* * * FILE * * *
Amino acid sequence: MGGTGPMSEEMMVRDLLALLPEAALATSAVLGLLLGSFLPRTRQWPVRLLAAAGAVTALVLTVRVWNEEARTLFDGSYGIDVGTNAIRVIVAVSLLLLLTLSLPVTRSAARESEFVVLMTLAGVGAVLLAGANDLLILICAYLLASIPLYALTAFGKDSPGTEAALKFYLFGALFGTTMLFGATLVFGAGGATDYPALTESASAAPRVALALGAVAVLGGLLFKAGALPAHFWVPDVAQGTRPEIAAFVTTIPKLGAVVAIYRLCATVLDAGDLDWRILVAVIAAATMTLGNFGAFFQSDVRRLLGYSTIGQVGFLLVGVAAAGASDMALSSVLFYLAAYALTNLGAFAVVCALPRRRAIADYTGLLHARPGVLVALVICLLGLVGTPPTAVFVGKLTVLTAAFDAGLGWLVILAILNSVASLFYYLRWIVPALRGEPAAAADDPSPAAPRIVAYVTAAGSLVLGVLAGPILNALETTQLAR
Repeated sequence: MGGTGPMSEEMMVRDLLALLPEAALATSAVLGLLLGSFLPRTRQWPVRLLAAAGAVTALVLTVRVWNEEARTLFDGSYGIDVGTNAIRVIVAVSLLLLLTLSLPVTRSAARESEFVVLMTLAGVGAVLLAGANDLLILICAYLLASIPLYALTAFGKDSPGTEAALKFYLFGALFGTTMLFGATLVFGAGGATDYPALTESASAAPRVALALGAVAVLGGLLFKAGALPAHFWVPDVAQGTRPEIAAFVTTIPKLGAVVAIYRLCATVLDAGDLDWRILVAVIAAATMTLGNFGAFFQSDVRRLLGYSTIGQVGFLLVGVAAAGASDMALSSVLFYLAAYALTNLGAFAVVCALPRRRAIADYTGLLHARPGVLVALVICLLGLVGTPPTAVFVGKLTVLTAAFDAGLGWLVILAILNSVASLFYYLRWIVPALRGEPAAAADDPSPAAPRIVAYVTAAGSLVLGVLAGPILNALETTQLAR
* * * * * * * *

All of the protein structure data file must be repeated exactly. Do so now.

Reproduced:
Amino acid sequence: MGGTGPMSEEMMVRDLLALLPEAALATSAVLGLLLGSFLPRTRQWPVRLLAAAGAVTALVLTVRVWNEEARTLFDGSYGIDVGTNAIRVIVAVSLLLLLTLSLPVTRSAARESEFVVLMTLAGVGAVLLAGANDLLILICAYLLASIPLYALTAFGKDSPGTEAALKFYLFGALFGTTMLFGATLVFGAGGATDYPALTESASAAPRVALALGAVAVLGGLLFKAGALPAHFWVPDVAQGTRPEIAAFVTTIPKLGAVVAIYRLCATVLDAGDLDWRILVAVIAAATMTLGNFGAFFQSDVRRLLGYSTIGQVGFLLVGVAAAGASDMALSSVLFYLAAYALTNLGAFAVVCALPRRRAIADYTGLLHARPGVLVALVICLLGLVGTPPTAVFVGKLTVLTAAFDAGLGWLVILAILNSVASLFYYLRWIVPALRGEPAAAADDPSPAAPRIVAYVTAAGSLVLGVLAGPILNALETTQLAR
Repeated sequence: MGGTGPMSEEMMVRDLLALLPEAALATSAVLGLLLGSFLPRTRQWPVRLLAAAGAVTALVLTVRVWNEEARTLFDGSYGIDVGTNAIRVIVAVSLLLLLTLSLPVTRSAARESEFVVLMTLAGVGAVLLAGANDLLILICAYLLASIPLYALTAFGKDSPGTEAALKFYLFGALFGTTMLFGATLVFGAGGATDYPALTESASAAPRVALALGAVAVLGGLLFKAGALPAHFWVPDVAQGTRPEIAAFVTTIPKLGAVVAIYRLCATVLDAGDLDWRILVAVIAAATMTLGNFGAFFQSDVRRLLGYSTIGQVGFLLVGVAAAGASDMALSSVLFYLAAYALTNLGAFAVVCALPRRRAIADYTGLLHARPGVLVALVICLLGLVGTPPTAVFVGKLTVLTAAFDAGLGWLVILAILNSVASLFYYLRWIVPALRGEPAAAADDPSPAAPRIVAYVTAAGSLVLGVLAGPILNALETTQLAR